In a novel that bridges years and has at its core a missing girl, twelve-year-old Leonora, Braunstein explores the labyrinthine terrain of childhood. While the parameters of girlhood remain cautionary (“She understood that you could be too curious, but you couldn’t be too pretty”), by no means are young boys exempt from the random vicissitudes of their fate. The cast of characters shifts from protagonist Leonora, who has been carefully coached in rebuffing strangers, to the fractured relationships of mothers, daughters and sons attempting unsuccessfully to decipher the maze of parental affection. Inhabiting the skins of rebellious teens, male and female, with an uncanny familiarity, the author refuses to be restricted to the predictable conflicts of parent and child.
She digs deeply into the hearts of young mothers in a world still filled with dreams, imagining more than domesticity and dull husbands who offer emotional security but no danger. These same women will raise daughters who dismiss them with disdain, unable to imagine a mother once young and restless as well: “It was never too early to illuminate the harsh truth of the matter to a girl.” Heady stuff and emotionally layered as each relationship unfolds, the yawning chasm of mothers and daughters seemingly impenetrable, fathers silent witnesses as their girls turn from laughing children to surly adolescents. Throughout, the longing for the innocence of childhood is pervasive, of daughters born and not born, sons lost, impulsive behavior, “anything to lay claim to whatever feeling you fear the most.” Girls become mothers and face the same rejection they inflicted, a rolling stone of expectations in collision with reality.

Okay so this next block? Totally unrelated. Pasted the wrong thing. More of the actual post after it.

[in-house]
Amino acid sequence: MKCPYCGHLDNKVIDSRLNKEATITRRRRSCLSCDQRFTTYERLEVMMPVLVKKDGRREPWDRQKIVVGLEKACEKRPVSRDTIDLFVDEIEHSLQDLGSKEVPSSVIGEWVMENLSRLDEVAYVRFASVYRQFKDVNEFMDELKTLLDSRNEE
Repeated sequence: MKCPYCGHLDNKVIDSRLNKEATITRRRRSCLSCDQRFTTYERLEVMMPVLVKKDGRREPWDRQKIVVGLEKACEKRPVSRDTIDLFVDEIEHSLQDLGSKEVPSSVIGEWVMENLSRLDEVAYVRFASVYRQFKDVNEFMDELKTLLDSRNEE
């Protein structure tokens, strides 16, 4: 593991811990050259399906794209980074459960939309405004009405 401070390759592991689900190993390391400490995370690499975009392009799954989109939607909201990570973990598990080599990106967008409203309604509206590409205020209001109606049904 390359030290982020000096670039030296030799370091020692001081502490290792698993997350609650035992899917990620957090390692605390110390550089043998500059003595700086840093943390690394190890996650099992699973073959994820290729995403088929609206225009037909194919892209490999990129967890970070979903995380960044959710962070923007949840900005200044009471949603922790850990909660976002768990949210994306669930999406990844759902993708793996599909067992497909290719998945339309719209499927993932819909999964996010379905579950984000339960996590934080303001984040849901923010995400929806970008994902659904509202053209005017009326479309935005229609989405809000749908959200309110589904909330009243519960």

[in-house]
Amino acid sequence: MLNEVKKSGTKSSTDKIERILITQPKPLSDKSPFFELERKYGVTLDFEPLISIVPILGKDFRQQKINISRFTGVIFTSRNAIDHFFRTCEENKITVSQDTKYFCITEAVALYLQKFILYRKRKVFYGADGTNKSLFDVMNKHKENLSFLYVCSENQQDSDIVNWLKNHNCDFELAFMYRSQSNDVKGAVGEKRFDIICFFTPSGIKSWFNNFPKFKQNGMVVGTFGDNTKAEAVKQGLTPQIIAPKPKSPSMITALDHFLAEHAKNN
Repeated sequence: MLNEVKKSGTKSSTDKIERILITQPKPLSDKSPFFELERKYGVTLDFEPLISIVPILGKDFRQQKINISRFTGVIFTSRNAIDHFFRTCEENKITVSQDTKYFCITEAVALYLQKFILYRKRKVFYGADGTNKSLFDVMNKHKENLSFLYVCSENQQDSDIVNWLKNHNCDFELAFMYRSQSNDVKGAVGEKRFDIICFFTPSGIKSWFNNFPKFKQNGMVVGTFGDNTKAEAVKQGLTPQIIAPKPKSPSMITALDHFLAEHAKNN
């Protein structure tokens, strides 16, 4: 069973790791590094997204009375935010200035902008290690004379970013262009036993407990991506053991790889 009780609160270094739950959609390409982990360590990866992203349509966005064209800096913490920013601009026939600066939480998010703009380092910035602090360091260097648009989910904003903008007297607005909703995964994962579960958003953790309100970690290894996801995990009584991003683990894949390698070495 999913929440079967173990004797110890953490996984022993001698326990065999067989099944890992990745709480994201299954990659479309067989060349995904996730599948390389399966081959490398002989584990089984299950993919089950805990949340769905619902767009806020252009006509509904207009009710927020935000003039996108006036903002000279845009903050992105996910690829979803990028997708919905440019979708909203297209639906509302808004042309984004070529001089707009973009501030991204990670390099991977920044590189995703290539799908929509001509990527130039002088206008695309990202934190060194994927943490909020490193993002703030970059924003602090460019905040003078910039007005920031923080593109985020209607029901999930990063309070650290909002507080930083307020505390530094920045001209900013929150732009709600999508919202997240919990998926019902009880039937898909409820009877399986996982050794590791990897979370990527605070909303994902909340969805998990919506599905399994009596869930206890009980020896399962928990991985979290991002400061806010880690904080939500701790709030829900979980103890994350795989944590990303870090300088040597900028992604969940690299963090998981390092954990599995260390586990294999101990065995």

A sense of barely suppressed violence is so close to the skin in these chapters that I finish (with relief) only to recognize that violence as the damage inflicted on innocents, generation upon generation of children trying to make order of childhood confusion. There are no unconscious victims of life’s random blows; each is felt viscerally, acknowledged, individuals given to intense self-reflection and moments of transcendent understanding. This is a novel of survivors, a ragged army of the sons and daughters of sons and daughters searching for peace through acts of conformity and rebellion. With the precision of a surgeon, Braunstein slices through layers of tissue and fat to the very marrow of childhood dependency and the compromises made in the name of love.